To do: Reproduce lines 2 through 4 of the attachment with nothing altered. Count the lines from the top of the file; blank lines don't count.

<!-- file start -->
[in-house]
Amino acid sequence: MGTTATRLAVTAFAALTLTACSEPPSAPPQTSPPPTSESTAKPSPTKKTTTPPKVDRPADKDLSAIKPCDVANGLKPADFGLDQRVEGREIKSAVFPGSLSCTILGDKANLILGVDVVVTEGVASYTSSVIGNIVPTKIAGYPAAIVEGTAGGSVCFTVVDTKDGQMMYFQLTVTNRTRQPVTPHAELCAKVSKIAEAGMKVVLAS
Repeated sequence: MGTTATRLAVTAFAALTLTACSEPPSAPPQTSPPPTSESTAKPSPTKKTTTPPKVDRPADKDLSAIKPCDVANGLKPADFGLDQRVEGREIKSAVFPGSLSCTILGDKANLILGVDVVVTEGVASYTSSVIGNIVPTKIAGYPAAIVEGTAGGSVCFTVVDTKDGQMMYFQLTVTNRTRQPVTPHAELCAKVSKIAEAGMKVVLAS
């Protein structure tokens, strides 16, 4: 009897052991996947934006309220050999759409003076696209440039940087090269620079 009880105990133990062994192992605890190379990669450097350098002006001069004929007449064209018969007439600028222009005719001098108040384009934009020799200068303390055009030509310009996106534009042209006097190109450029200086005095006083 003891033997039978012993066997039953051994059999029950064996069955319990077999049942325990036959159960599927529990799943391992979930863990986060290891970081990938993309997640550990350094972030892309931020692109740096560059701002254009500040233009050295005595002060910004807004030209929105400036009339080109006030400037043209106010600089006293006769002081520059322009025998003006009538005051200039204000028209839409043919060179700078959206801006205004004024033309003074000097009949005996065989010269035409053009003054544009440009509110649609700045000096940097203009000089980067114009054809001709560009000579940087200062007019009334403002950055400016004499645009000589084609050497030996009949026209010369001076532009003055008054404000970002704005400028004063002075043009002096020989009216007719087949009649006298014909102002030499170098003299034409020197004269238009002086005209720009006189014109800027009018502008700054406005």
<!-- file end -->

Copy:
Amino acid sequence: MGTTATRLAVTAFAALTLTACSEPPSAPPQTSPPPTSESTAKPSPTKKTTTPPKVDRPADKDLSAIKPCDVANGLKPADFGLDQRVEGREIKSAVFPGSLSCTILGDKANLILGVDVVVTEGVASYTSSVIGNIVPTKIAGYPAAIVEGTAGGSVCFTVVDTKDGQMMYFQLTVTNRTRQPVTPHAELCAKVSKIAEAGMKVVLAS
Repeated sequence: MGTTATRLAVTAFAALTLTACSEPPSAPPQTSPPPTSESTAKPSPTKKTTTPPKVDRPADKDLSAIKPCDVANGLKPADFGLDQRVEGREIKSAVFPGSLSCTILGDKANLILGVDVVVTEGVASYTSSVIGNIVPTKIAGYPAAIVEGTAGGSVCFTVVDTKDGQMMYFQLTVTNRTRQPVTPHAELCAKVSKIAEAGMKVVLAS
């Protein structure tokens, strides 16, 4: 009897052991996947934006309220050999759409003076696209440039940087090269620079 009880105990133990062994192992605890190379990669450097350098002006001069004929007449064209018969007439600028222009005719001098108040384009934009020799200068303390055009030509310009996106534009042209006097190109450029200086005095006083 003891033997039978012993066997039953051994059999029950064996069955319990077999049942325990036959159960599927529990799943391992979930863990986060290891970081990938993309997640550990350094972030892309931020692109740096560059701002254009500040233009050295005595002060910004807004030209929105400036009339080109006030400037043209106010600089006293006769002081520059322009025998003006009538005051200039204000028209839409043919060179700078959206801006205004004024033309003074000097009949005996065989010269035409053009003054544009440009509110649609700045000096940097203009000089980067114009054809001709560009000579940087200062007019009334403002950055400016004499645009000589084609050497030996009949026209010369001076532009003055008054404000970002704005400028004063002075043009002096020989009216007719087949009649006298014909102002030499170098003299034409020197004269238009002086005209720009006189014109800027009018502008700054406005």